François-André Vincent (30 December 1746 – 4 August 1816) was a French neoclassical painter.
Vincent was born in Paris in 1746, the son of the miniaturist François-Elie Vincent. He studied under Joseph-Marie Vien and was a pupil of École Royale des Éleves Protégés. From 1771 to 1775 he studied at the French Academy in Rome. He travelled to Rome after winning the Prix de Rome with Germanicus Calms Sedition in his Camp in 1768, and was when he was installed at the Palais Mancini, where he painted numerous portraits, inspired by Jean-Honoré Fragonard's style, who also was visiting Rome and Naples in the same time.
In 1790, Vincent was appointed master of drawings to Louis XVI of France, and in 1792 he became a professor at the Académie royale de peinture et de sculpture in Paris. In 1800, he married the painter Adélaïde Labille-Guiard who was well known for her mastery in portrait painting, a member of the Royal Academy and painter for the Royal Family.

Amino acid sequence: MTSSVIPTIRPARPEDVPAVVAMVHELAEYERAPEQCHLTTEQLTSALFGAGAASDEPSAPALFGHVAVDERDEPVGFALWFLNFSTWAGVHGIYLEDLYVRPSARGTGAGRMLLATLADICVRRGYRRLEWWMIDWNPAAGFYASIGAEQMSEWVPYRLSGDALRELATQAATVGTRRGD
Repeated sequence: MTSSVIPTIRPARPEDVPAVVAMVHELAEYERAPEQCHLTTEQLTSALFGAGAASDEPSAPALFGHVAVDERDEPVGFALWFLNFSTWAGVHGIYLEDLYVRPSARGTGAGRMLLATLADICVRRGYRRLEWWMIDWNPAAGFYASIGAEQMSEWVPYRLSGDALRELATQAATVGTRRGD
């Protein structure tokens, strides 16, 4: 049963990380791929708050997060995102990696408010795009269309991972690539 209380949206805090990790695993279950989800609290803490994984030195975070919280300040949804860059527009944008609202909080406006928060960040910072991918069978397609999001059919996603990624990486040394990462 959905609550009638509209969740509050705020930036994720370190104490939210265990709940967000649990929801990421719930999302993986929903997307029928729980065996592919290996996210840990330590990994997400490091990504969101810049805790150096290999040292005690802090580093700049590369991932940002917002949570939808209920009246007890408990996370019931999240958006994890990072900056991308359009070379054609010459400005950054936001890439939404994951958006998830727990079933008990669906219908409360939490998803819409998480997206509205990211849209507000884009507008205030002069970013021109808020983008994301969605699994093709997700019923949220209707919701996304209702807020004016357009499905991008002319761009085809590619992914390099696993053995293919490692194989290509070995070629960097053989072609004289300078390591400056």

He was a leader of the neoclassical and historical movement in French art, along with his rival Jacques-Louis David, another pupil of Vien. He was influenced by the art of classical antiquity, by the masters of the Italian High Renaissance, especially Raphael. François-André Vincent was one of the principal innovators of the subjects and themes in French art of Neoclassical style and his works were of a high standard. He was one of the founder members of the Académie des Beaux-Arts – part of the Institut de France and the successor to the Académie royale – in 1795. Towards the end of his life he painted less due to ill health, but he continued to receive official honours.